The California Democratic Party’s denial of its endorsement to veteran U.S. Senator, Dianne Feinstein (D-SF), at its recent convention in San Diego, was a slap in the face.

But reading too much into it would be a mistake and most voters were probably unaware it even took place.

Democrats are by nature a querulous lot who these days have little in that regard on their fellow Republicans. They have both descended into internecine warfare.

The fact is in the current over-heated atmosphere both major parties have declared unremitting war on each other and the internal feuding has also been heightened by the shock waves still reverberating from Donald Trump’s discomforting achievement.

Neither has so far come up with a formula that can put together the shaky yet mostly stable centralist coalitions which have defined American government at the top for decades.

Neither has yet produced leaders that can build the majorities necessary to form a broad and effective foundation of support necessary to unite the warring factions.

Hillary Clinton’s defeat was on many levels a testament to the bankruptcy of ideas which the Democrats put forward in the last election. It was not that they trampled on their message. There simply wasn’t one.

Republicans, surprising themselves, stumbled on to that message before they even knew where to look for it with a candidate who could barely finish a full sentence and rode him recklessly to victory.

Trump’s handlers were not interested in saving the party. They would just as soon see it destroyed if it cannot be remade in their own image.

It is this nihilistic agenda which set the stage for the tumult and dissension which has infected our politics at every level and begins to threaten some of the underpinnings of democracy itself.

There are no winners in this dystopian contest and as we careen from one crisis to another, many of the most reasonable voices are being drowned out.

Both Left and Right sense a moment to exploit these fissures and their fiercest partisans are not interested in settling for anything but total victory. If they have to sacrifice some of their party elders who have led them for the past several generations, so be it.

Sen. Feinstein’s lack of an endorsement is mainly a temporary glitch in the road unlikely to have much bearing on the final outcome.

California adopted the so-called open primary which gives every voter the same ballot.  But in Democrat-heavy California the only election that really counts is the general which features the two candidates with the highest vote totals.

Unless either Feinstein or her leading opponent on the left, Senate Pres. Pro-tem Kevin de Leon, are badly damaged these two will be facing off in November.

The Democrat gathering in San Diego was seen as a platform to raise the imagery of its Progressive wing which he represents as the newly-dominant force.  There much larger numbers and better organization at the conclave were enough to thwart Feinstein’s backers.

The much more serious challenge to California Democrats and nationally is the potency of the leftward tilt ignited by the “Berniecrats” who have little enthusiasm for politics as usual, are congenitally suspicious of traditionalists such as Feinstein, and will be pushing the party in a a direction that could spell doom again in 2020.

Under Newton’s third law, every action gets an equal and opposite reaction. Nowhere is that more applicable than in politics. Extremism begets extremism.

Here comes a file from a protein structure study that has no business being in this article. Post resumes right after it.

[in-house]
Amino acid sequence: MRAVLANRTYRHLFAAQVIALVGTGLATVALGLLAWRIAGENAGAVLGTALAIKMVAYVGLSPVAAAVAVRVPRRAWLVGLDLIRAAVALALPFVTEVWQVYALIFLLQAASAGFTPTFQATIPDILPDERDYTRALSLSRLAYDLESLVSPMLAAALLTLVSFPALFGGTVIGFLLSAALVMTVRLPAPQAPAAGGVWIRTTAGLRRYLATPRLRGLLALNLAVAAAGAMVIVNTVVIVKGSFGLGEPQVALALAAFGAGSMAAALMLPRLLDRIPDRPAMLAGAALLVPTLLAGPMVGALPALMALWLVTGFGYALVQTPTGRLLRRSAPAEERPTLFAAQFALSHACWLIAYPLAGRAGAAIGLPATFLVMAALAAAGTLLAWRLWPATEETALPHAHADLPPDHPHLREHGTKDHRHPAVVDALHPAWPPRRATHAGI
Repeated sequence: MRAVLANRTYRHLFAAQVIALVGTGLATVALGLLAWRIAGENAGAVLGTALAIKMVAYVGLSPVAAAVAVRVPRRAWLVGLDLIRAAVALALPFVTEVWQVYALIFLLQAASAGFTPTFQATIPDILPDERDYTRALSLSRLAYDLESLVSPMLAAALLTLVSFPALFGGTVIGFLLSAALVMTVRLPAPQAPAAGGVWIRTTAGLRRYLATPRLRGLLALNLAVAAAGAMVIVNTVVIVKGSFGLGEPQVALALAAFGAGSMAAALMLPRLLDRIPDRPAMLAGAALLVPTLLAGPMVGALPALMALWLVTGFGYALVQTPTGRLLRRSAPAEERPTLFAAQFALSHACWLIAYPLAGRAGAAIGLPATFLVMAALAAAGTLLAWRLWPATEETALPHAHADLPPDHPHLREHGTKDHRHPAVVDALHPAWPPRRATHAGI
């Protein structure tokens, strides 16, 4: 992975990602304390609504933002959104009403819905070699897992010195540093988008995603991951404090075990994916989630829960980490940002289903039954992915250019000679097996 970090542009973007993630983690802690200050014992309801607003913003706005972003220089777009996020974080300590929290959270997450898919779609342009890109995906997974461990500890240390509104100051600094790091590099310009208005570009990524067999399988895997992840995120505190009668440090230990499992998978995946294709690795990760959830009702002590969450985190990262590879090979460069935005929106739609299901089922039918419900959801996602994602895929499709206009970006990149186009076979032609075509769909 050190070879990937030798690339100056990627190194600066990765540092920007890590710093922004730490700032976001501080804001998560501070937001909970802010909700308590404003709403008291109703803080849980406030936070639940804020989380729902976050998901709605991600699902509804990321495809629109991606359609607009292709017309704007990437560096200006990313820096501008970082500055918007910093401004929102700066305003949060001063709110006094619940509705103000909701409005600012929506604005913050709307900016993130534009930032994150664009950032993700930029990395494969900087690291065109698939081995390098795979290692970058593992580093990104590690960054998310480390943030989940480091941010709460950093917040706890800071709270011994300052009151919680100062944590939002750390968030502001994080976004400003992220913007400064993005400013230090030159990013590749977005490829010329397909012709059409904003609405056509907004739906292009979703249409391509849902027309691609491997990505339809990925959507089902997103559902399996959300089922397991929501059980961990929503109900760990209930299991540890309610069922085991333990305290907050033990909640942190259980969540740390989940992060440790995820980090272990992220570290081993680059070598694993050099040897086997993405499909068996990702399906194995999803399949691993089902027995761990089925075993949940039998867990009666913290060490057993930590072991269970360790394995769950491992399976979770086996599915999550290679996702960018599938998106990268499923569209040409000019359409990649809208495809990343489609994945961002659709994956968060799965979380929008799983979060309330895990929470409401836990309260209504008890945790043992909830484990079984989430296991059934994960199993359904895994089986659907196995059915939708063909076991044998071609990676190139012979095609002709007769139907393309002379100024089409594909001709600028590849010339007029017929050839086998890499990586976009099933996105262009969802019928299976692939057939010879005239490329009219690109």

In 1964, Democrat President Lyndon Johnson administered what was then the largest landslide defeat in presidential campaign history trouncing the GOP’s Barry Goldwater, a conservative expounding views far to the right of the electorate.

What followed was an avalanche of civil rights legislation and other domestic reforms which has made the achievements of every Administration since look tame in comparison.

In 1972, the tables were turned when the arch-liberal Democratic candidate, George McGovern, rallied millions of youthful Vietnam War protesters to his cause and was rewarded by suffering a similar defeat which ushered in the Richard Nixon era and corruption on a massive scale.

The coming of the disorderly Trump presidency which has thrown all wagering on the nation’s political future into chaos is also a major inflection point for California Democrats and Republicans who must decide on which candidates can best lead them.

Feinstein, who has done more to push for a total ban on assault weapons than any other Senator, owns an issue which has catapulted millions of students and millennials into action after the horrific killings at the Parkland, High School this past week. They could emerge as a major voting bloc in coming elections if enough choose to vote.

She has also acquired high seniority, knows as well as anyone how the machinery of the Senate works, and would be a formidable foe in the event of impeachment proceedings.

But she also opposes single-payer health care, has taken some controversial stances on environmental issues, has favored stricter citizen surveillance measures, voted to extend the Patriot Act, tends to be more hawkish in her views about foreign policy, and has been more restrained in her condemnation of Trump’s antics—all hot button issues for party liberals.

On balance, Feinstein has been a dependable vote for California’s interests and a moderate voice willing to resist ideological skirmishes that could make here a less effective Senator.

The bigger question for California Democrats is whether they are ready for change and will see the stepping aside of an aging generation step  as a better means of countering a runaway and increasingly lawless presidency.